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Dad Accused of Stealing Millions in Toys Held Without Bail

Judge called Branko Bogdanov a serious flight risk

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    NEWSLETTERS

    Three members of a suburban Chicago family are accused of stealing millions of dollars in merchandise during a decade-long “shopping odyssey” and later selling the items on eBay. Phil Rogers reports. (Published Wednesday, Mar 5, 2014)

    The north suburban Northbrook father accused of shoplifting millions of dollars in toys and other merchandise with his family and then selling the goods on eBay was ordered detained Monday after prosecutors said he is a serious flight risk.

    Before U.S. District Court Judge Michael Mason ordered Branko Bogdanov, 58, detained, prosecutors also said Bogdanov lied about the true value of his wealth, the Chicago Sun-Times reported.

    “It’s clear that Mr. Bogdanov has every reason to flee,” said Renato Mariotti, the federal prosecutor handling the case.

    Bogdanov, his wife, Lela Bogdanov, 52, and daughter Julia Bogdanov, 34, are accused of stealing from the shelves of stores in at least six states in the last five months, according to a federal complaint announced last week.

    The trio is accused in a recent string of thefts that began on Feb. 17 in Oklahoma, continued two days later at malls in Texas and wound through Louisiana Feb. 20. But officials allege the three are connected to similar instances that have occurred over the last 10 years, and have sold stolen property on eBay for a combined total of $4.2 million.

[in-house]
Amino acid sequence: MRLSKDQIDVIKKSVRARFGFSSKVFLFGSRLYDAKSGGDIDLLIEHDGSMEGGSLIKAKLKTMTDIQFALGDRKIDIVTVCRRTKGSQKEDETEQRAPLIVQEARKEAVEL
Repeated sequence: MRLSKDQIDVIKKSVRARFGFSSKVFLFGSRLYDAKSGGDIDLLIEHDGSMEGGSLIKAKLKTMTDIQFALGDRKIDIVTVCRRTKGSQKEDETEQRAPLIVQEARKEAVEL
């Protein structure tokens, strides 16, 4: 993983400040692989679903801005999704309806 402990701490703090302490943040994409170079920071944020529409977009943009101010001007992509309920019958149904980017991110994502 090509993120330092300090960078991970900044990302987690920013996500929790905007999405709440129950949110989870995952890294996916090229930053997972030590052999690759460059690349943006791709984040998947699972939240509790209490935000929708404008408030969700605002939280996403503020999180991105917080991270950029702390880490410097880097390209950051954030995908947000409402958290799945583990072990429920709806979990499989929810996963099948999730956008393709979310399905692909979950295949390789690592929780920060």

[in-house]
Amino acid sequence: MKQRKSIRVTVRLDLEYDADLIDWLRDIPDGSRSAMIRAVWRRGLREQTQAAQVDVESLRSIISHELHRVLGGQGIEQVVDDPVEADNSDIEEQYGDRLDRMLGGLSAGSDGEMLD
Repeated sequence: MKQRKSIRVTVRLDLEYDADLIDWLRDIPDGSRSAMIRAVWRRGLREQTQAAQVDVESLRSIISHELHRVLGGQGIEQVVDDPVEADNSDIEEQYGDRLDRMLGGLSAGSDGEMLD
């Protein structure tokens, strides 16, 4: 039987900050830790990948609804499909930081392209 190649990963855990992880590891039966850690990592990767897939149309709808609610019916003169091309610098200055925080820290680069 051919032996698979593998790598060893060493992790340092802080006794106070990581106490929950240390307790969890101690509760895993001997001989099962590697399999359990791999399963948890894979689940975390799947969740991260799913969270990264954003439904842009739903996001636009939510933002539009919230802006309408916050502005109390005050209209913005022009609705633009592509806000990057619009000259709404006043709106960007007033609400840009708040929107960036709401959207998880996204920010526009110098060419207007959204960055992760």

According to the complaint, loss prevention executives at Barnes and Noble, Inc. and Toys R Us, Inc. recently told Secret Service agents that their stores were experiencing a huge loss in merchandise, including American Girl dolls, Furby robotic toys, Lego blocks, baby monitors and baby carriers.

    Mariotti noted Bogdanov has an extensive criminal history that includes 16 arrests and six criminal convictions in various states.

    Mariotti also said federal officials detained Bogdanov in 1994, with the intention of deporting him — but at the time, his apparent home country, the former Yugoslavia, was in turmoil.

    Mariotti said Bogdanov’s assertion he is worth negative $28,500 is nonsense, noting the accused owns a home worth approximately $1.4 million.

    Bogdanov’s attorney, Forrest Tatel, said his client was never deported because he has “no country of origin” and has no passport. Tatel also said his client has strong ties the community, having lived in Northbrook for 17 years and 18 years in Skokie.

    On Monday, Mason also postponed the detention hearing for Lela Bogdanov until March 19 so she can hire a private attorney. It’s clear, the judge said, that she has enough money to hire one herself.